There are at least 39 species of gecko in New Zealand. However, only 18 of these have been formally described, and further discoveries of new species are still very likely as we learn more about them.
These species belong to two genera:
11 formally described species and an estimated 20 species still to be described.
Colour: Mostly grey or brown, with mottled, striped or banded patterns. However, the harlequin gecko, H. rakiurae, is often very brightly coloured.
Habits: Mainly nocturnal (active at night) or crepuscular (active at dawn and dusk), although some species, such as the harlequin gecko, are also active during the day.
7 formally described species and 1 yet to be described).
Colour: Usually bright green, but sometimes bright yellow. However, the adult males of some South Island species are grey or brown.
Habits: Diurnal (active during the day).
- Geckos are able to vocalise and many New Zealand species produce a chirping sound. Green geckos are quite loud for their size and produce a sound more like a ‘bark’
- Geckos have ‘sticky’ feet: their toes are covered with microscopic hairs that allow them to climb sheer surfaces and even walk upside down across the ceiling.
- Unlike skinks, geckos cannot blink and must lick their eyes to keep them moist.
- Geckos are able to ‘drop’ (autotomise) their tails. This is a predator defence mechanism—the tail continues to thrash around whilst the gecko makes its escape; the tail then regrows over the next few years.
- Geckos are found throughout New Zealand on both main islands and most offshore islands. They inhabit a wide range of altitudes (from sea level to c. 2200 m) and a variety of habitat types (forest and scrub, tussock grasslands, rock outcrops and scree).
- In New Zealand, geckos are extremely slow breeding and long-lived: some geckos have been shown to live for at least 42 years in the wild.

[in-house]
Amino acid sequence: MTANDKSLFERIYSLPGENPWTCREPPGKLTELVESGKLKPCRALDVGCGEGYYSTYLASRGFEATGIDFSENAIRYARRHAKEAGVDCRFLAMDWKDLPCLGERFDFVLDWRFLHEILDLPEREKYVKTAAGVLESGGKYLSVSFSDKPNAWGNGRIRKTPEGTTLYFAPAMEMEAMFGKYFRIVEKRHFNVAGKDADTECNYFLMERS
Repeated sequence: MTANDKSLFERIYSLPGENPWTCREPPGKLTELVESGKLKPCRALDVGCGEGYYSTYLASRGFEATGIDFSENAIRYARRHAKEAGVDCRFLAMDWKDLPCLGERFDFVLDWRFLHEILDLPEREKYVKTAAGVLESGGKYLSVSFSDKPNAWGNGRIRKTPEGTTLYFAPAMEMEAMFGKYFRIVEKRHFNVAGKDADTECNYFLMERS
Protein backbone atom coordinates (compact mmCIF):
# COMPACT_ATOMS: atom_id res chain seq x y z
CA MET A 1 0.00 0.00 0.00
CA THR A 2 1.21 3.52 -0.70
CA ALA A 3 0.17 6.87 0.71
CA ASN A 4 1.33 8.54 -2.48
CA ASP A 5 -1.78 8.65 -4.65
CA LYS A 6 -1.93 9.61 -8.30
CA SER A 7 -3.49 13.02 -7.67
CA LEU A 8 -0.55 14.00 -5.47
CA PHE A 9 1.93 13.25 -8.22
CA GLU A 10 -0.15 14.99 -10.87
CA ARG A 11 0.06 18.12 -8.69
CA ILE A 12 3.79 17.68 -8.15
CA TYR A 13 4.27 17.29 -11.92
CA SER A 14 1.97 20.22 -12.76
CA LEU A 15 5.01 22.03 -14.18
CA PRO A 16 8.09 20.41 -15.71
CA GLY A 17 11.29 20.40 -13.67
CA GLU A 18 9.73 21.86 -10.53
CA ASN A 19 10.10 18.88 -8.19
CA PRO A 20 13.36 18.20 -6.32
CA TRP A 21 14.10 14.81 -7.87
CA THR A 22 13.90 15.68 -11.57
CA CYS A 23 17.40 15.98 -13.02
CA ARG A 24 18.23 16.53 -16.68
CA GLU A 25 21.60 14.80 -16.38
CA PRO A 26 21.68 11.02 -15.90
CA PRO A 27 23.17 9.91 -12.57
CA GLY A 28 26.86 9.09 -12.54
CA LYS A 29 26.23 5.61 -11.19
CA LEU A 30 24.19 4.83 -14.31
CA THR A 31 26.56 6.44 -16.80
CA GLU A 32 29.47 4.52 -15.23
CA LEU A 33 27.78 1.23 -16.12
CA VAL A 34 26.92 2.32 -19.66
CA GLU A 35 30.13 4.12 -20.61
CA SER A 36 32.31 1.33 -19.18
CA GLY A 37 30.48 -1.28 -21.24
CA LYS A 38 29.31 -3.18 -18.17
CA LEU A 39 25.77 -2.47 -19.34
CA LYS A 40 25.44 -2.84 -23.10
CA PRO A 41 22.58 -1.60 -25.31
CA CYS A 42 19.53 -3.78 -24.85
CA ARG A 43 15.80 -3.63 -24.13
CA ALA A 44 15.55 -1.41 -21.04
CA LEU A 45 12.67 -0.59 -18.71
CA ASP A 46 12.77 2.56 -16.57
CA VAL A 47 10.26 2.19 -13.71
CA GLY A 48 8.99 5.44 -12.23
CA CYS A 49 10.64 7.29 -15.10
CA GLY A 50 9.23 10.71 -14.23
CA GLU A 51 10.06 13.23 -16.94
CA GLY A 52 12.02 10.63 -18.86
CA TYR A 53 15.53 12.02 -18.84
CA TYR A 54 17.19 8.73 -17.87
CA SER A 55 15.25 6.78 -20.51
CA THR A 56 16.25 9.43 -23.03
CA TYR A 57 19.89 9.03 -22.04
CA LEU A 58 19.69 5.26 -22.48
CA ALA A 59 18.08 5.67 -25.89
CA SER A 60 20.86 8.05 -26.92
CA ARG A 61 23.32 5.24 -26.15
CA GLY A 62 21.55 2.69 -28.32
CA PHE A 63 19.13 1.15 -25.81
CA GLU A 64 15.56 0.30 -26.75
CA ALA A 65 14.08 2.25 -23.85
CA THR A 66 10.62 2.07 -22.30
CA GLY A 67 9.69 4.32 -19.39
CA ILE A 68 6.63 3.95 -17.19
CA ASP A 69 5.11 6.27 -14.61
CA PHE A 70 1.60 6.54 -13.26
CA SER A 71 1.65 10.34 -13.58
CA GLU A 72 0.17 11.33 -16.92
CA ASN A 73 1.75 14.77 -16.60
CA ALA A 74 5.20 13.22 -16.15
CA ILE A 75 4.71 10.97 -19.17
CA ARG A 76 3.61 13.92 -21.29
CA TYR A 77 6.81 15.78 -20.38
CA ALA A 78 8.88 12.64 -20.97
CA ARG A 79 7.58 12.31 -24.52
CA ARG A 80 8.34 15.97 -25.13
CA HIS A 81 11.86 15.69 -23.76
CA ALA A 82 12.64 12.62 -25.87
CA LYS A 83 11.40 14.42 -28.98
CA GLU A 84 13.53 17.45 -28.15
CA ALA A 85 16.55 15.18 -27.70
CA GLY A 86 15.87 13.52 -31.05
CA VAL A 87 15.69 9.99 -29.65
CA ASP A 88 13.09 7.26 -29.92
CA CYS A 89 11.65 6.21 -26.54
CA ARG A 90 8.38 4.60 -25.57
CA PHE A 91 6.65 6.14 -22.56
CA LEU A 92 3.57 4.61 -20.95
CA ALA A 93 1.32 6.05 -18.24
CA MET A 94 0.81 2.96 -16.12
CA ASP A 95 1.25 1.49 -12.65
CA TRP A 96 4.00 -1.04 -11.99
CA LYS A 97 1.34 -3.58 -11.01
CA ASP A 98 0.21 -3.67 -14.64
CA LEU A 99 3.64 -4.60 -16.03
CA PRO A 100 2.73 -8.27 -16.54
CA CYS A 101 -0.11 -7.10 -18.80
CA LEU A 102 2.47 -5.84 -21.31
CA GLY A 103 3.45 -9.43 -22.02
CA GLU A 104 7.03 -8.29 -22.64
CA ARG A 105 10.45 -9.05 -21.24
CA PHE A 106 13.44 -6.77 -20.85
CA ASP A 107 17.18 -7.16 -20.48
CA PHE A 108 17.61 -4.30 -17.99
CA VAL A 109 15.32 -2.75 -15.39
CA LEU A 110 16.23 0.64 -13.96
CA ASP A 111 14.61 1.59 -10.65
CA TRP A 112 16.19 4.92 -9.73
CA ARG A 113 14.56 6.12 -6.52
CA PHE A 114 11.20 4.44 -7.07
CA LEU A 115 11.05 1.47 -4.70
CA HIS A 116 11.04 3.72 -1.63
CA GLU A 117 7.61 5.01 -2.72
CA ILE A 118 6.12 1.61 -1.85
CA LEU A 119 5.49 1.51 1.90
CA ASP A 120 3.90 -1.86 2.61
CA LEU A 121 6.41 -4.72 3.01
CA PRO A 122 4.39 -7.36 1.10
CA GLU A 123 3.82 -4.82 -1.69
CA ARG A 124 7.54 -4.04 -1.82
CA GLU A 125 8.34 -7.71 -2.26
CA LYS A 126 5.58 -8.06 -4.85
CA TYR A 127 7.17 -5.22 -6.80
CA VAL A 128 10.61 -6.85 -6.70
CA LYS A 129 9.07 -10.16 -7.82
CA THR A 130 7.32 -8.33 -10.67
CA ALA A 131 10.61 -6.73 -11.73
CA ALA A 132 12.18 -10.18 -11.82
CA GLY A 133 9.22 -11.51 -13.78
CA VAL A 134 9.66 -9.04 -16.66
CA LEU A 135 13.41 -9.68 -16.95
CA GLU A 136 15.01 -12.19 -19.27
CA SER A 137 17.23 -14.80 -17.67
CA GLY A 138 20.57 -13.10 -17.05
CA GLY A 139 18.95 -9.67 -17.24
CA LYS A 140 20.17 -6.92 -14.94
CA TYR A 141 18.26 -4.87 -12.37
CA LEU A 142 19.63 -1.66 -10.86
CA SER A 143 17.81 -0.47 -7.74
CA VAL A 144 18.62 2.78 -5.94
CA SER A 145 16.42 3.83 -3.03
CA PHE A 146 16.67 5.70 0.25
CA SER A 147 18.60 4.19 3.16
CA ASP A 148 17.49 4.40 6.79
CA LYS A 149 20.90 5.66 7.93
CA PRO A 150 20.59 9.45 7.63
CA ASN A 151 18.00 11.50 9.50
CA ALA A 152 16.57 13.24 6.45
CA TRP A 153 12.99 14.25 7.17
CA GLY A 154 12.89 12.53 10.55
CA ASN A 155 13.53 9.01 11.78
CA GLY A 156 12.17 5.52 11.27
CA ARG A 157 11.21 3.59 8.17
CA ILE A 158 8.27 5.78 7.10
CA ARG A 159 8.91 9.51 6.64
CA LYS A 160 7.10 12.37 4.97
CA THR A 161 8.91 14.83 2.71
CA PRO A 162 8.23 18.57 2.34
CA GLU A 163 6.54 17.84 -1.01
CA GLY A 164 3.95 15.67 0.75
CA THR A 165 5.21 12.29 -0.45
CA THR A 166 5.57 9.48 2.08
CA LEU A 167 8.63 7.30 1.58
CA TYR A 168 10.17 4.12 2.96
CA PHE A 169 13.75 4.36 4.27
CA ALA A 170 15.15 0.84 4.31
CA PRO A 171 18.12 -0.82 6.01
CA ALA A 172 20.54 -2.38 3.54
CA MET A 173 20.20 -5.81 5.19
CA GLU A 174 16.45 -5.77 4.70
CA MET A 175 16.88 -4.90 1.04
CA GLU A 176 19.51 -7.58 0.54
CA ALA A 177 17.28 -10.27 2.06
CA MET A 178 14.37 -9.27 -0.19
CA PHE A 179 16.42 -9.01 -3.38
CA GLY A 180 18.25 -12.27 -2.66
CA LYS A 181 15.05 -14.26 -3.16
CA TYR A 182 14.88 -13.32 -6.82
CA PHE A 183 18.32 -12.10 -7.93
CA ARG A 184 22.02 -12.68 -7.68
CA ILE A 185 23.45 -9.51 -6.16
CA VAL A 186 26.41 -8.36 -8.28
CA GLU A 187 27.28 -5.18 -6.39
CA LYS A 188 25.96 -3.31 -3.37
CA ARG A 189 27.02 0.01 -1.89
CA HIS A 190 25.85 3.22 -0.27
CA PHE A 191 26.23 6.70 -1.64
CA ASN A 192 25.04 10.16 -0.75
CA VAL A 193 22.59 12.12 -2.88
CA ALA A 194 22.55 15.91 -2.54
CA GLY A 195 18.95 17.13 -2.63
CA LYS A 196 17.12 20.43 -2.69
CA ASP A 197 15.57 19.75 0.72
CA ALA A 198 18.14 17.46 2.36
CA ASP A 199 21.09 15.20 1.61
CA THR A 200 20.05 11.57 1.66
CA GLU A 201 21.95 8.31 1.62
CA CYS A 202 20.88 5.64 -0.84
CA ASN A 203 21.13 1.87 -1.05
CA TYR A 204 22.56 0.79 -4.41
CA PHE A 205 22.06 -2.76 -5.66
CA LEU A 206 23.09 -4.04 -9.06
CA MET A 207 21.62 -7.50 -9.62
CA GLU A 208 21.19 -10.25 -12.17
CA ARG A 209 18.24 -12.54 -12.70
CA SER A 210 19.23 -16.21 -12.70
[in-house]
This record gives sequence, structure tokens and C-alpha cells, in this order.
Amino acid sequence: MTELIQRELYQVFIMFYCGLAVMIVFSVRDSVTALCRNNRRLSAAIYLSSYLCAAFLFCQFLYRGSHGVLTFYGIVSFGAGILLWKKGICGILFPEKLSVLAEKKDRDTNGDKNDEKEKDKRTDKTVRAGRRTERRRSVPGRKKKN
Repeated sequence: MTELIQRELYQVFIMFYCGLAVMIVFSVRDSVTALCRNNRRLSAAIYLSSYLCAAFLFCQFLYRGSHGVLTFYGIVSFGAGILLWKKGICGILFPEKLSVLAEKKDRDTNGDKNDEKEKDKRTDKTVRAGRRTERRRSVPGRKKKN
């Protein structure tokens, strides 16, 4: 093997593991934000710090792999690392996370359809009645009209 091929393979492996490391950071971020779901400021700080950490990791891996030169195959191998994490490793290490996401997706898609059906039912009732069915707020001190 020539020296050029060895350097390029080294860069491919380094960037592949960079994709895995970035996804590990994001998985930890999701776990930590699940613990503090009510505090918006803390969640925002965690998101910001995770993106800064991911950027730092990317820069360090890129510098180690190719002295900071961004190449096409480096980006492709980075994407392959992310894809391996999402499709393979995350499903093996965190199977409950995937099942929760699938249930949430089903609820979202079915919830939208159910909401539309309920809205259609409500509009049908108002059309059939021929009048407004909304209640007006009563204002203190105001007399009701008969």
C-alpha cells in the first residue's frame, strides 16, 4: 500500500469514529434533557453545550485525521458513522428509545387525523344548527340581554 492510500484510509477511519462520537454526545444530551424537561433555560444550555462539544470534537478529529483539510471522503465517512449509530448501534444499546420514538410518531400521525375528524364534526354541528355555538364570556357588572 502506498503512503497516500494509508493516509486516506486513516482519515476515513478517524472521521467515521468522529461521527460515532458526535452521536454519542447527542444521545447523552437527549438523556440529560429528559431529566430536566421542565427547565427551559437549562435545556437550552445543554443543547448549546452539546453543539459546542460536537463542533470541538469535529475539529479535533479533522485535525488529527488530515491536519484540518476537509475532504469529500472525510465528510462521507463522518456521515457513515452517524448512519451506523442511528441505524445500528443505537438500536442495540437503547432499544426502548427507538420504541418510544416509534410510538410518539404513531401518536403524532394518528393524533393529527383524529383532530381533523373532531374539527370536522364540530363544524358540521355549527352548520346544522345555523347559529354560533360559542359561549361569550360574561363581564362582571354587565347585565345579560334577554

- Duvaucel’s gecko (H. duvaucelii) is the largest living gecko in New Zealand, and one of the biggest geckos in the world, attaining sizes of up to160 mm snout-vent length and 120 g.
- New Zealand geckos are unusual in that they give birth to live young rather than laying eggs; the only other geckos that do this live in New Caledonia.
- New Zealand geckos are omnivores. They mainly eat insects, e.g. moths and flies. However, they also enjoy the berries of plants such as Coprosma spp. and the nectar of some flowers.
All New Zealand geckos are fully protected, meaning that they may only be handled, collected or kept in captivity under permit. It is illegal to deliberately harm them.
Twenty-one species or subspecies are threatened; two of these (the Coromandel population of the striped gecko H. stephensi and Hoplodactylus sp. “Open Bay Islands gecko”) have been ranked as Nationally Critical by DOC. One species is now extinct (Kawekaweau; H. delcourti).
There are two main threats to geckos: predation and habitat destruction.
All New Zealand geckos are vulnerable to mammalian predation. Predators include mice, rats, hedgehogs, weasels, stoats, ferrets, cats, possums and pigs.
Since most of these predators are active at night and hunt on the ground, species that are large, terrestrial and/or nocturnal are more at risk than species that are smaller, arboreal (tree-dwelling) and/or diurnal. Small predators can follow the larger species but not the smaller ones into the crevices where they shelter and sleep.
Although habitat destruction is at a much lower level than it has been in the past, it is still a threat to New Zealand geckos. Enormous areas of forest have been cleared and burned. Tussock grasslands are still being burned, ploughed and converted to pasture, threatening geckos that live in rock outcrops or screes in the area.